THERE has been a noticeable spring in the step of Catholic school authorities, lay and religious, in recent times.
It's as if they've come through a long period of questioning and uncertainty and are now more comfortable with their role in the new Ireland.
"We're unashamedly Catholic," was how Pat Diggins, who heads up the Edmund Rice Schools Trust, put it.
The largely lay trust is taking over responsibility for nearly 100 Christian Brothers' schools. Different trusts are being set up for the other congregations and today's pastoral letter from the bishops gives this move their blessing.
The renewed confidence was also evident at the recent annual conference of the Association of Management of Catholic Secondary Schools in Galway.
Delegates who might previously have been coy about talking about their beliefs in public were unapologetic in doing so -- this was not the Church militant, but lay people more confident about expressing their religious convictions than in the past.
The growth of the multi-denominational school sector, the Celtic Tiger with its rampant individualism and the influx of people with different beliefs have combined to force Catholic schools to spell out what exactly they stand for.
That's what the bishops' pastoral letter sets out to do. It reminds us that Catholic schools seek to reflect a distinctive vision of life and a corresponding philosophy of education, based on the Gospel of Jesus Christ.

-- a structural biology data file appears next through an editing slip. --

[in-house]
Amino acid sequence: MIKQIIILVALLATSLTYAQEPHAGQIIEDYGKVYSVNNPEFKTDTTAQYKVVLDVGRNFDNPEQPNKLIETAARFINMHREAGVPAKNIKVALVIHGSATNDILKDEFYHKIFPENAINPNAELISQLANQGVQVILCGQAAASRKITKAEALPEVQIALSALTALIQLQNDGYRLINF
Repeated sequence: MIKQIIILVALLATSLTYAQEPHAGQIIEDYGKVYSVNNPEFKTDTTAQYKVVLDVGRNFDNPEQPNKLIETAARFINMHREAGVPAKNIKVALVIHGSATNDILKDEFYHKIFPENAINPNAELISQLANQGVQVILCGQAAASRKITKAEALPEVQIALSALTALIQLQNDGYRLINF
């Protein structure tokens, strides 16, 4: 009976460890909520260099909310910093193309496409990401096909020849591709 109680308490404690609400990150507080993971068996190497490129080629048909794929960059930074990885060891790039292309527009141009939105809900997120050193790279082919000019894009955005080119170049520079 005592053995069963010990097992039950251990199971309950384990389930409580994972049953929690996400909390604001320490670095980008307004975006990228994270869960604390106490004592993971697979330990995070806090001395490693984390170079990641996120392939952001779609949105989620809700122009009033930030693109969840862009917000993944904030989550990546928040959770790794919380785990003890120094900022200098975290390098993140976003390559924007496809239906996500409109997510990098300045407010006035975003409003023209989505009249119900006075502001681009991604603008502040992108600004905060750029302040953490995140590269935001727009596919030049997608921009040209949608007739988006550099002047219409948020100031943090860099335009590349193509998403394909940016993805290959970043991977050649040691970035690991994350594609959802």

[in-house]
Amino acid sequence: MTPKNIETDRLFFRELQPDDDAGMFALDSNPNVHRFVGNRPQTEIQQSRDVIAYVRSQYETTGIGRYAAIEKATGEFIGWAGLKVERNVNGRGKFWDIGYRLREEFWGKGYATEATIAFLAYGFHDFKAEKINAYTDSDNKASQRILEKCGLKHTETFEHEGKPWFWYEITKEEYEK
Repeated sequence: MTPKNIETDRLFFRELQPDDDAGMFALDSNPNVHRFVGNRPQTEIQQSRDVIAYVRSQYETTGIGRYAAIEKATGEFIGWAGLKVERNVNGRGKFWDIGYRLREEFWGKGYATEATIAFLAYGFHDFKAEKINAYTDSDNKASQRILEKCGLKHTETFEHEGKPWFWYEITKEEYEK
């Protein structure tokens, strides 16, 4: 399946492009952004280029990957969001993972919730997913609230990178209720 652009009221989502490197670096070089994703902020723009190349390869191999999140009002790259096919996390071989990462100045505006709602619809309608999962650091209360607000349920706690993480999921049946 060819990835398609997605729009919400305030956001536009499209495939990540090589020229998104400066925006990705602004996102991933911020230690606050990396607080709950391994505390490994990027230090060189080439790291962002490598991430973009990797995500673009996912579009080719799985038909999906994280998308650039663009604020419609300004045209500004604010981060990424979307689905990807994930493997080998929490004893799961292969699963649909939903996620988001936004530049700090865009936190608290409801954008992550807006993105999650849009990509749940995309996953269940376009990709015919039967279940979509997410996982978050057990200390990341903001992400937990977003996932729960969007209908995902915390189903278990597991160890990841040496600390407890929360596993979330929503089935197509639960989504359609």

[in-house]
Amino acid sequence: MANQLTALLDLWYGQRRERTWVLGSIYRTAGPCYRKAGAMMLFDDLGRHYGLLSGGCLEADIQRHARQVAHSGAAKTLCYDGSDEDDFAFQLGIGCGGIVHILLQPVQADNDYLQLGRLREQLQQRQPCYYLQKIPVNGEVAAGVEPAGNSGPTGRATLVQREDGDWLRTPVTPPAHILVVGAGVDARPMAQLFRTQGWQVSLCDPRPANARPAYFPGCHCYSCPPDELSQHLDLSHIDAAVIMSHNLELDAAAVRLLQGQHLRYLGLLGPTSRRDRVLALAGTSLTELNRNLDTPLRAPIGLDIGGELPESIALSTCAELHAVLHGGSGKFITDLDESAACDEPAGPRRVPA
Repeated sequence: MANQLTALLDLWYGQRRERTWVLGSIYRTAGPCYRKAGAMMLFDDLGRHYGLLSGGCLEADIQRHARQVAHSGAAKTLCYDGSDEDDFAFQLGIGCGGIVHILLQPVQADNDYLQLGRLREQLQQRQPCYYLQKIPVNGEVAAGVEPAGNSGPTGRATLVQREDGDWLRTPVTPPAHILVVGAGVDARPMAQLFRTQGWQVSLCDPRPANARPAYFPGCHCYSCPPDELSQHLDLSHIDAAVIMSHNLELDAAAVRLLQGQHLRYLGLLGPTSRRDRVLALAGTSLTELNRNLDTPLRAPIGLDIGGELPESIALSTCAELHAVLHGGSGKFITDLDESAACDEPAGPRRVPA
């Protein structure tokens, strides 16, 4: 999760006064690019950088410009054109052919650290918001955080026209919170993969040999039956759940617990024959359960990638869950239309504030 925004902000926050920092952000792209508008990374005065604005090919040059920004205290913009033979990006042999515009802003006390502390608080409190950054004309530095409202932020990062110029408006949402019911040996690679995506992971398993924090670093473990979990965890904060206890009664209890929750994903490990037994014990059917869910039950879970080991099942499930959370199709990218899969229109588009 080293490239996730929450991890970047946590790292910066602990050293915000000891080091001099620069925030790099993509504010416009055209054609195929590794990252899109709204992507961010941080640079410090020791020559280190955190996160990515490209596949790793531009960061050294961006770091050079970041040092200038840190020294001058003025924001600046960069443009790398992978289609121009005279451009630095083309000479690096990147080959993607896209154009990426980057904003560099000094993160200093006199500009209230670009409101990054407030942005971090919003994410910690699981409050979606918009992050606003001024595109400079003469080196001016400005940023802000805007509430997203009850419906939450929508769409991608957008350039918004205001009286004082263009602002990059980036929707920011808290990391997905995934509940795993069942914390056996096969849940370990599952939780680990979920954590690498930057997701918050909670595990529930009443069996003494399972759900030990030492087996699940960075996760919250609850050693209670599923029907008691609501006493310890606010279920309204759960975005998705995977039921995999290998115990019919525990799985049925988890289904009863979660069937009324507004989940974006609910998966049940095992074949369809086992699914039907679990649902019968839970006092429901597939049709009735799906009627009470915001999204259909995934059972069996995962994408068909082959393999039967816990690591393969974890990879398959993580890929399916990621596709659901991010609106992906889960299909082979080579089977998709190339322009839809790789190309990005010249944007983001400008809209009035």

There is an acknowledgement of some of the dreadful things that happened in schools and institutions in the past that made a mockery of such a philosophy. But there is also a reminder of the hard work and sacrifices made by other priests, religious and lay people when times were hard: they delivered an education to generations of children who would otherwise have been deprived of it. This is the view historians are likely to take as well.
Quite how Catholic schools will evolve in the future remains to be seen. There is substantial support for Catholic education as evidenced by the recent survey 'Factors Determining School Choice' which the bishops also published.
The same survey showed significant support for multi-denominational schools, which are growing at a very rapid rate.
The pastoral letter makes it clear that pupils from other denominations are welcome in Catholic schools -- they are seen as an enrichment of the educational experience offered by the school.
At present, the Church runs the vast majority of primary schools and several members of the hierarchy have agreed that it has a disproportionate number of them. Thus, the likely scenario is a reduced number of Catholic-run primary schools but much greater involvement by lay people in both primary and secondary school management and trusteeship.
The Catholic Church won't be the powerful player in education that it was in the past, but it will still have a significant voice and role to play in the future.